Set on the lower terrace of the Forte di Belvedere, Critical Mass acquires a new significance in relation to a Renaissance city, the history of humanism and the continuing and ever-present relationship between money, militarism and power.
Gormley states: “On the lower terrace, twelve body forms are installed in a linear progression, from foetal to stargazing positions, recalling the ‘ascent of man’. Opposite, on the western side is a jumbled pile of the same bodies. Here, abandoned manufactured iron objects, each ten times the specific gravity of a living human body, reflect the shadow side of any idea of human progress, confronting the viewer with an image redolent of the conflict of the past century. This dialectic between aspirational and abject is the tension that runs throughout the exhibition.”
The more naturalistic figures of Critical Mass , derived from moulds taken directly from the artist’s body, are in dialogue with recent works collectively known as Blockworks, which reveal human anatomy through architectural volumes. Each sculpture is positioned to resonate with the scale and mass of the Forte.
In the artist’s own words: “The Forte is an extraordinary example of terraforming: a natural hill transformed by Ferdinando de’ Medici into an artefact. It has a long association with contemporary art and has often been used as a monumental context for monumental works. Rather than attempt to insert works that try to match the scale of the site, I have chosen to exhibit works that are life-size and will allow the mass and form of this remarkable construction to speak… Human opens up the Forte through sculptural acupuncture: the works are widely dispersed to catalyse the inherent masses, constrictions and panoramas that the site affords. In finding the right places to make these confrontations and allusions, to create stumbling blocks and opportunities to stop the viewer in their tracks, I want to encourage the viewer to think again about who they are and how they negotiate the spaces around them”.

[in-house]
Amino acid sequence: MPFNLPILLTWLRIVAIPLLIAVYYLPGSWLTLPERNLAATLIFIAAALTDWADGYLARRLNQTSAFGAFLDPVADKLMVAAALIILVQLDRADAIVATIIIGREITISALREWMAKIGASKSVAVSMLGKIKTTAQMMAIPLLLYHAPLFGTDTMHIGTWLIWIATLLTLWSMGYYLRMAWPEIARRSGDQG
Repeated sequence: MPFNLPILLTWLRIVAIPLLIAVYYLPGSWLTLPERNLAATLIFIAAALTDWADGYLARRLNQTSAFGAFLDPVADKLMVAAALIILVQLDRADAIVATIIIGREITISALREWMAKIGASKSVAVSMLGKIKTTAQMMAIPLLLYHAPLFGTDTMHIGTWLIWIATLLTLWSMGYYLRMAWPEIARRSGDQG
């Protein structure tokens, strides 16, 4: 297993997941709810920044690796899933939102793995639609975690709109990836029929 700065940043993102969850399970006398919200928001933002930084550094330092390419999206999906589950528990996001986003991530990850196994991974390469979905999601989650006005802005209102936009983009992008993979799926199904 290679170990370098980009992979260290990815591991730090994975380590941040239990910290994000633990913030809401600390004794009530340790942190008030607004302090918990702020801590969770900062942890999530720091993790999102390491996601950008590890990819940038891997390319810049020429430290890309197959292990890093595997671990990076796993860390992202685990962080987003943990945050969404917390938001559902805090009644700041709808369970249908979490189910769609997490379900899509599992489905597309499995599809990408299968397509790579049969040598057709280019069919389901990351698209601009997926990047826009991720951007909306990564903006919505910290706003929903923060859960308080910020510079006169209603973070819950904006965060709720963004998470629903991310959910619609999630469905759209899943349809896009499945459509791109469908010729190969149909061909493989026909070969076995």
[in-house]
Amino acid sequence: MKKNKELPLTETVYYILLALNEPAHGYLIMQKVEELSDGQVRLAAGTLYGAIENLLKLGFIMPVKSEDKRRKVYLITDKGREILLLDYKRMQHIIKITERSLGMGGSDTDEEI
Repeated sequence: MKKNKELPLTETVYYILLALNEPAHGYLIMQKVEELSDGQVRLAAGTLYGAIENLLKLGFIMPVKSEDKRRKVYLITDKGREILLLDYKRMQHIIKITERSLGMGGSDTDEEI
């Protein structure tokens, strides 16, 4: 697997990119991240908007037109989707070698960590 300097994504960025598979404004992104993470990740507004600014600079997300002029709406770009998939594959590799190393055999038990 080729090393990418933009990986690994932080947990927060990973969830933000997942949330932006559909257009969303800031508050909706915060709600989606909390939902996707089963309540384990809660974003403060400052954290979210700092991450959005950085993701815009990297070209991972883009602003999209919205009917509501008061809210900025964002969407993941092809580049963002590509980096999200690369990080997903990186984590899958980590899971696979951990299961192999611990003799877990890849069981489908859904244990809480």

until September 27, 2015
artistic supervision by Sergio Risaliti
curated by Arabella Natalini and Sergio Risaliti
exhibition promoted by Comune di Firenze
organized by Mus.e
with the support of Galleria Continua and White Cube